RSS Feeds

Autumn brings long nights for skywatching

Tuesday - 9/6/2011, 6:03pm  ET

NASA's Mars Exploration Rover Opportunity used its front hazard-avoidance camera to take this picture showing the rover's arm extended toward a light-toned rock, Tisdale 2, during the 2,695th Martian day, or sol, of the rover's work on Mars (Aug. 23, 2011.) Tisdale 2 is about 12 inches (30 centimeters) tall. (Photo courtesy of NASA.)

Greg Redfern, WTOP Radio

Autumn Arrives

Autumn begins at 5:05 a.m. on Sept. 23 and brings with it longer nights. As the temperatures begin to cool, this is a good time of year to get out and enjoy the night sky.

Skywatching Highlights

Mercury, the innermost and smallest planet in the solar system, will be low in the east before sunrise during the first 10 days of September. If you have a clear and unobstructed horizon, you should be able to see the golden-yellow planet. On Sept. 8 and 9, Mercury will be visible about a half hour before sunrise and very close to the star Regulus. Binoculars will help your viewing.

Venus is not readily visible this month.

Mars is visible in the east-northeast after rising around 2 a.m., daylight savings time. The thin, crescent moon will be just below and to the right of Mars on Sept. 23.

Jupiter dominates the eastern sky, rising around 10 p.m. It is very bright and will continue to brighten over the next two months.

Saturn is getting very low in the west as the sky gets dark and will no longer be visible around the middle of the month.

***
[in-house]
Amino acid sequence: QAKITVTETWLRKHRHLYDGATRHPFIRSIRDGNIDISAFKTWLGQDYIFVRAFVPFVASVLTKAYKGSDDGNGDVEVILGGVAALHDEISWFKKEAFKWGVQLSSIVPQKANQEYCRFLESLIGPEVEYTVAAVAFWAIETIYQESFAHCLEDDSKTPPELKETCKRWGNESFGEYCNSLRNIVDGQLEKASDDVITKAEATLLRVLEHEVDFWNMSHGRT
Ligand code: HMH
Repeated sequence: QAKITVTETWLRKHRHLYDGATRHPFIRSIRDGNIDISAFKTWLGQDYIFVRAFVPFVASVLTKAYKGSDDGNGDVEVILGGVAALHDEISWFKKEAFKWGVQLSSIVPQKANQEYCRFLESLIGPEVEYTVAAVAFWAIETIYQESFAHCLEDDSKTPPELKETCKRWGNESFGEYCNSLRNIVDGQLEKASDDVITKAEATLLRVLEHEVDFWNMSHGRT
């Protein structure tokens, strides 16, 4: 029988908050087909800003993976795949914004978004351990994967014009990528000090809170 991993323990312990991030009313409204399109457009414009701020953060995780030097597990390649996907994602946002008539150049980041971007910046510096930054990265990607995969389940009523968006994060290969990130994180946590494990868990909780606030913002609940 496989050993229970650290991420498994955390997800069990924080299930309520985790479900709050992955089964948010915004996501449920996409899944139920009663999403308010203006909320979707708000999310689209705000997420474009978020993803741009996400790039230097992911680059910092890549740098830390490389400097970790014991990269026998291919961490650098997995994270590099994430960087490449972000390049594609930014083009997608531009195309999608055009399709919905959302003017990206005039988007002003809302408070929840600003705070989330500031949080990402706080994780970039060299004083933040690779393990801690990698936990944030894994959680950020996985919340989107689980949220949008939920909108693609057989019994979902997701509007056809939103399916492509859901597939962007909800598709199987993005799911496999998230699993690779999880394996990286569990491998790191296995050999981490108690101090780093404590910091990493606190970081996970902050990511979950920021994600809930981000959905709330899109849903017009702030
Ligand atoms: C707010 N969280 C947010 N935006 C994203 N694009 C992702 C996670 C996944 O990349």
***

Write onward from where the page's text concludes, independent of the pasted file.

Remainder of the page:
This month's full moon occurs on Sept. 12 and is called the "full harvest moon" in recognition of the harvesting season. Last quarter moon is on Sept. 20 and new moon is on the 27th.

Down to Earth events for September

  • The United States Naval Observatory has Monday night tours, but space is limited.

  • An open house at the Department of Astronomy at the University of Maryland, College Park Campus Observatory, will be held at 8 p.m. on Sept. 5 and Sept. 20. For more information, click here.

  • The National Capital Astronomers will have their monthly meeting at 7:30 p.m. on Sept. 10 at the University of Maryland, College Park Campus Observatory. Speaker Dr. Julie McEnery, GSFC, will present "Results from the Fermi Gamma Ray Space Telescope." To read more, click here.

  • The Northern Virginia Astronomy Club, or NOVAC, will meet at 7 p.m. on Sept. 11 at George Mason University. Dr. Pamela Gay will speak about Modern Solar System Exploration by You -- (No Telescope Required.)"

  • The Astronomical Society of Greenbelt will hold a star party at 8 p.m. on Sept. 17 at the Northway Field and Observatory. Additionally, the ASG will meet at 7:30 p.m. on Sept. 22 at the Owens Science Center where Patty Seaton will speak about the New Horizons Planetarium Show.

  • The TriState Astronomers will have a meeting on Sept. 21 at the Brish Planetarium.

  • NCA will hold an "Exploring the Sky" program at 8 p.m. on Sept. 24.

  • The National Air and Space Museum has several space-related activities this month. Among them, at 6:30 p.m. on Sept. 24, star party host Sean O'Brien of the museum's Albert Einstein Planetarium and amateur astronomers will host Public Observing at Sky Meadows State Park.

Got a topic that interests you? I have literally an entire universe of subjects to select from for my column, but I'm interested in hearing from WTOP readers about what interests them. Feel free to contact me at with your suggestions and comments. I have also started a daily blog that you can follow here.

Follow WTOP on Twitter.

(Copyright 2011 by WTOP. All Rights Reserved.)